The previous FlagPost
in this series examined countries that have criminalised doping in sport. This FlagPost examines who is bound by the World Anti-Doping Code
(Code), National Anti-Doping Scheme
(NAD) and various anti-doping policies
in Australia. Is it just athletes and coaches, or are other people, such as sports scientists
, also bound?
The legal basis for the enforcement of the Code in Australia
The Code operates as an agreement that is binding on its signatories
, which includes various Olympic-movement
and non-Olympic movement
affiliated international sporting federations as well as Government-funded organisations
such as ASADA
In Australia, the Code is adopted and implemented under the Australian Sports Anti-Doping Act 2006
(Act) and the Australian Sports Anti-Doping Authority Regulations 2006
(Regulations), which contains the NAD
requires certain sporting organisations to have in place, maintain and enforce anti-doping policies
and practices that comply with the NAD and the Code. This ensures that Australian sporting organisations must provide ASADA
with assistance in a range of areas including testing
, results reporting
and the investigation
and the prosecution of Anti-Doping Rule Violations (ADRVs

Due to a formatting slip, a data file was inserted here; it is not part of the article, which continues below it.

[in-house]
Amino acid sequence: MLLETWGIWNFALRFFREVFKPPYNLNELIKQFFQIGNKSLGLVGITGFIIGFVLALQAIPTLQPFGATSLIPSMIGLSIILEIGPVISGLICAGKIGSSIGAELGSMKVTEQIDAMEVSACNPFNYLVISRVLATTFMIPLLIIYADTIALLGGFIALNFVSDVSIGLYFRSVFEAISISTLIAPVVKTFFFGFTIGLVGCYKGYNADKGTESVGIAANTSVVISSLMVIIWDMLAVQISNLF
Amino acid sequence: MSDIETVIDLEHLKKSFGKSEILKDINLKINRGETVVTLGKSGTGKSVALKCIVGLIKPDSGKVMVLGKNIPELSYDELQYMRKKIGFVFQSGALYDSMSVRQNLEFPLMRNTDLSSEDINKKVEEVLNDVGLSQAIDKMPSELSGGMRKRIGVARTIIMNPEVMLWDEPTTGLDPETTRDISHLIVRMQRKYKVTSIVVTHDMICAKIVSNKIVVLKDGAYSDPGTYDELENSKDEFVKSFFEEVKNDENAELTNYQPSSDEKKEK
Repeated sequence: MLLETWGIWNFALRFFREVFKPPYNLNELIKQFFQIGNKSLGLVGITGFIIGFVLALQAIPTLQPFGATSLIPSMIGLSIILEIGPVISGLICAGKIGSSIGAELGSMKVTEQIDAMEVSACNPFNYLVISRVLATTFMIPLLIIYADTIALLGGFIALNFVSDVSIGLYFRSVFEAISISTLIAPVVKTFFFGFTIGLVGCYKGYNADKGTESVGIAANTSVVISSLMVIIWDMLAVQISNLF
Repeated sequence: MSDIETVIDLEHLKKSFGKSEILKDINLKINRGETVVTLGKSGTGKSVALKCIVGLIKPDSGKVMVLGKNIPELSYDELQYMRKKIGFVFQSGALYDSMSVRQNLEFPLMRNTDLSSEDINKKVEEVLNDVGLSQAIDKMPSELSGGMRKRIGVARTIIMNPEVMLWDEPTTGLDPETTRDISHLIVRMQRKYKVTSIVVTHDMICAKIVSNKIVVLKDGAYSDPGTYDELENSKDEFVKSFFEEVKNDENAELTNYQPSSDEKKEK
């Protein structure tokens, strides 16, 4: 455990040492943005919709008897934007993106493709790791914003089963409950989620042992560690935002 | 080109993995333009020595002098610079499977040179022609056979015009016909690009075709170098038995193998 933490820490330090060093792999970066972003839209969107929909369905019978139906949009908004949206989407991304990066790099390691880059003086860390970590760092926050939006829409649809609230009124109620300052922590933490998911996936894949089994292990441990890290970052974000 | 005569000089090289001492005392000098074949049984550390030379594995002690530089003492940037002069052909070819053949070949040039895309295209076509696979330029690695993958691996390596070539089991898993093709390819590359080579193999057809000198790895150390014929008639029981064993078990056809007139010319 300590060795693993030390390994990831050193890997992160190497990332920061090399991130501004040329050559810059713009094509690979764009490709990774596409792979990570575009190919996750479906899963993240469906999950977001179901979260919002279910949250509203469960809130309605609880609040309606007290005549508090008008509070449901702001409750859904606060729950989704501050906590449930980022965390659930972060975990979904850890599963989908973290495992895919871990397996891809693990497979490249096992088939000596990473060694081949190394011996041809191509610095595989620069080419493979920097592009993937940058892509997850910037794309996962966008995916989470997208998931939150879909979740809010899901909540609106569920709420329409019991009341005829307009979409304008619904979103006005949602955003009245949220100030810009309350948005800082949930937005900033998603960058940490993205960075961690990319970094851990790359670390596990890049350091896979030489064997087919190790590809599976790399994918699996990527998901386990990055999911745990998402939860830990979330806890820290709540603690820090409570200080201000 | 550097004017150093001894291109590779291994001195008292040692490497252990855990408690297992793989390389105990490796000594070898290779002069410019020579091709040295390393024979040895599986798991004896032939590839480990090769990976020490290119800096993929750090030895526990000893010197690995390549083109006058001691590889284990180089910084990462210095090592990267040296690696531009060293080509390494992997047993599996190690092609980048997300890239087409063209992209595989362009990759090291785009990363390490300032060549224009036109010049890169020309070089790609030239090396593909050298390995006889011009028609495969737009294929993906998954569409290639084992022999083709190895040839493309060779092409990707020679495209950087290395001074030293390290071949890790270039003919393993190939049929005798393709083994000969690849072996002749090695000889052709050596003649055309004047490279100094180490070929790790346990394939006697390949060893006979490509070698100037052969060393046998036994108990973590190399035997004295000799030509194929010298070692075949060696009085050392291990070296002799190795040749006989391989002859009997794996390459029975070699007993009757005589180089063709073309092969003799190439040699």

In turn, the anti-doping policy
of each sporting organisation applies to all its members, players, officials and employees by virtue of the contractual relationship between the sporting organisation and the relevant person.
Viewed as a whole, the legal basis for the enforcement of the Code rests in a complex and inter-connected network of contractual arrangements between a range of bodies including international sporting federations, national sporting organisations, and individuals associated with sport. The content of those contracts is largely determined by the Code, Act, Regulations and NAD.
This means that the ability to enforce sanctions for the ADRVs
contained in the Code is based on the contractual relationship between an individual and a specific organisation, and the content of its anti-doping policy. This was highlighted in the evidence presented to the Inquiry
into the Australian Sports Anti-Doping Authority Amendment Bill 2013
Senator BERNARDI: Why aren't the codes required to punish or penalise people or athletes who are under their regime or imprimatur, whether they be professional or amateur, who do not cooperate with ASADA?
Mr Eccles: …The key issue around that really is that, if we are to rely solely on the contracts that codes have with players, officials, sports scientists and others… It is reliant on everyone who has access to an athlete being part of a contracted arrangement with the club, and that is clearly not the case.
As a result, the enforcement of the Code is reliant upon an individual agreeing to be bound (by virtue of being a player, competitor, employee or member) by the relevant anti-doping policy of an international sporting organisation, national federation, national sporting organisation, or an event organiser which recognises the Code and NAD.
Are sports scientists bound by the NAD?
In addition to binding athletes, players and officials, the NAD states that it applies to ‘all persons who are involved as support persons in a sport with an anti-doping policy and such persons are subject to the NAD scheme’. The NAD states that a ‘support person’ is a person who: